Tying the various shopping pilots together, Line Pay is the app’s payment service, allowing users to make payments via the chat app itself – spearheading the trend that companies like Facebook and Snapchat are now experimenting with.

Isetan Department Store is Embracing the Apple Watch

Alongside high-end, trendsetting stores Colette Paris and London’s Dover Street Market, Tokyo’s Isetan department store was among the first to sell the Apple Watch in April – further confirming the tech giant’s new edge when it comes to luxury strategy. Isetan has gone one step further by building a store specifically for the watch on the ground floor, nestled between Cartier and women’s high-fashion clothing.

Elsewhere in Japan, mobile carrier SoftBank will also sell the Apple Watch through its stores – but for the luxury gold editions, the trend-setting Isetan is the retail destination of choice. Catch Isetan’s president and CEO Hiroshi Onishi in conversation with Imran Ahmed (Business of Fashion) at the Tokyo Summit, where they will discuss the changing face of retail today.

M-Commerce has a Tokyo Trailblazer

New start-ups in Tokyo are beginning to disrupt the status quo on the retail scene, and one m-commerce company has recently hit the headlines for receiving the equivalent of $13.3m in series B funding.

Origami, which has attracted more than 800 retailers to its platform since launching in April 2013, pioneers an online-to-offline model that allows retailers to bridge the digital and physical spaces of their shops. The mobile app allows users to follow retailers, receive updates on new items and, ultimately, purchase products in-app or in-store.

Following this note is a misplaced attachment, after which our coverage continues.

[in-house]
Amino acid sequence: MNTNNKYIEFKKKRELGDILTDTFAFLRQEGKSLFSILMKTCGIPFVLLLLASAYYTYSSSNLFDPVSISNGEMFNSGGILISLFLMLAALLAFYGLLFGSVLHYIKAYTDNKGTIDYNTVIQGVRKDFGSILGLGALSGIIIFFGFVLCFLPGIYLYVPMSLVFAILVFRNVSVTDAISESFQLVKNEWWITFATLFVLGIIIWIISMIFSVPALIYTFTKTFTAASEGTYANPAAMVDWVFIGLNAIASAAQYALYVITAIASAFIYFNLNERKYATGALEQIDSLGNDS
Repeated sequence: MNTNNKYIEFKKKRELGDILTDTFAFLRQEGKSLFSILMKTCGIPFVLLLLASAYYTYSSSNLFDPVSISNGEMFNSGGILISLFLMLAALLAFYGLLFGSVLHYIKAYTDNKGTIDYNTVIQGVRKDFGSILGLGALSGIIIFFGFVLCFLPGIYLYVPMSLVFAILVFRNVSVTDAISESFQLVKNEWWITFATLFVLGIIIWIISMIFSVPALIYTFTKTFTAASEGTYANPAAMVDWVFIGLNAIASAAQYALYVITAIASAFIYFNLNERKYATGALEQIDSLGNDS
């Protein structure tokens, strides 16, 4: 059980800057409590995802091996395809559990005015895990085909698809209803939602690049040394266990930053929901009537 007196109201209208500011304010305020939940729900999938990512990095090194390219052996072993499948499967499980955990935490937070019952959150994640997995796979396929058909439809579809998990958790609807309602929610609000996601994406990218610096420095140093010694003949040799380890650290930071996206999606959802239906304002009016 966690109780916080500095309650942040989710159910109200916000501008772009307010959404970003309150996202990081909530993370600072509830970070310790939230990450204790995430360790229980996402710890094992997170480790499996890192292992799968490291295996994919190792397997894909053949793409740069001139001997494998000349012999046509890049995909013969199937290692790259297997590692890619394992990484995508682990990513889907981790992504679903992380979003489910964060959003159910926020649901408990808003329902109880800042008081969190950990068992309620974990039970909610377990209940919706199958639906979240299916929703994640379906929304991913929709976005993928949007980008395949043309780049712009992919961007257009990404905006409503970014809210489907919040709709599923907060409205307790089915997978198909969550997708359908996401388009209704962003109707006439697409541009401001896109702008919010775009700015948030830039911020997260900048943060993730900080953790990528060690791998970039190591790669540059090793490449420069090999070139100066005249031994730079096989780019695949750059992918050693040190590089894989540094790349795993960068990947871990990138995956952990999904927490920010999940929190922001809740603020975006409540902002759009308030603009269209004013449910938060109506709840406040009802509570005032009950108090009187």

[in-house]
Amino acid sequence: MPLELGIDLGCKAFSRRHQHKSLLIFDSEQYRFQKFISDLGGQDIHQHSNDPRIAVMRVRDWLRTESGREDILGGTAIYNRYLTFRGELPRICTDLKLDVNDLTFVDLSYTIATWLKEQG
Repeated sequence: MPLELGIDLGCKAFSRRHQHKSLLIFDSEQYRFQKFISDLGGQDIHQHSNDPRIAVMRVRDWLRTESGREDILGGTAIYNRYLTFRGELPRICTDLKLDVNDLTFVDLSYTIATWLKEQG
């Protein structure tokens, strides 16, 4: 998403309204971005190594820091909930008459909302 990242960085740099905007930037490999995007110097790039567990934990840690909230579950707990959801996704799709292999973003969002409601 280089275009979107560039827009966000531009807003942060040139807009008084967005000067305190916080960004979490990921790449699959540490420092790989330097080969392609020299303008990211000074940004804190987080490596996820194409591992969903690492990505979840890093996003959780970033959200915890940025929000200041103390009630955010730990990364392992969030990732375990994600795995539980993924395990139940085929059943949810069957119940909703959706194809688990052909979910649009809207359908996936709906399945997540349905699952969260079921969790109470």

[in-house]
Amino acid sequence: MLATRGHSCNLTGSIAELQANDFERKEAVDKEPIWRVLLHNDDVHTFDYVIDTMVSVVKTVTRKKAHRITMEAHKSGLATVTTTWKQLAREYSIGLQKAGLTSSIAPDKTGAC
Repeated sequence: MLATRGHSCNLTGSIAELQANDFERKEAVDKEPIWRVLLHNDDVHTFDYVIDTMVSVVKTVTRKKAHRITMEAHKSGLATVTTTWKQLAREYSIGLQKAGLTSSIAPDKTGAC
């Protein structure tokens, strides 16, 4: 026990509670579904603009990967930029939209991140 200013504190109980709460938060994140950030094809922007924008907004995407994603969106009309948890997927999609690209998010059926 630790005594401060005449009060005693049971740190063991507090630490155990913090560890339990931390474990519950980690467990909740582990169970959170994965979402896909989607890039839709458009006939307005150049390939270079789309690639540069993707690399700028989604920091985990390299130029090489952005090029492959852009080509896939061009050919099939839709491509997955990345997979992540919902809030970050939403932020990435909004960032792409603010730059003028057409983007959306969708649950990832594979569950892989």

With new investment from SoftBank Group, the app will utilise the parent company’s CouponGATE technology, allowing retailers to distribute vouchers for product vouchers or discounts via physical voucher-issuing machines. Catch founder Yoshiki C. Yasui at the Tokyo Summit.

Meet Pepper the Robot

Also making an appearance at the Tokyo Summit, Pepper the Robot is Japan’s latest robotic star – except this one can be yours for 198,00 yen, or around £1,000. Developed by Softbank, it completely sold out in under a minute when it went on sale over the weekend. Why is everyone so excited? Pepper can detect human emotions such as anger, joy and sadness – check out our 4ft-high attendee for yourself at the summit next month.

Reported by Claire Healy

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“If you are a human who works at the Kawada factory outside Tokyo, most of your coworkers are robots. On the assembly line, the company’s uber-advanced, human-looking robots can do the work of three people. They can also make you a decent cup of coffee.”

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Decoded Fashion - Fashion Tech Daily - Japan x Robot
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“While Arcadia Group continues to expand Topshop’s global empire through a combination of company-owned stores, department store concessions and franchise locations, it has reportedly cut back in some markets — that is to say, in Japan.”

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Decoded Fashion - Fashion Tech Daily - Topshop
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“If you haven’t heard of Rakuten, think of it as the Amazon or Alibaba of Japan. Founded in 1997, the e-commerce company brought in 518 billion yen in revenue last year — that’s around $4.9 billion.”

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Decoded Fashion - Fashion Tech Daily - Rakuten
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“16 Lab, a start up in Japan, will try to find out next year when it comes out with a ring that can be used as a mouse, a wallet or a remote control.”

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Decoded Fashion - Fashion Tech Daily - 16 Lab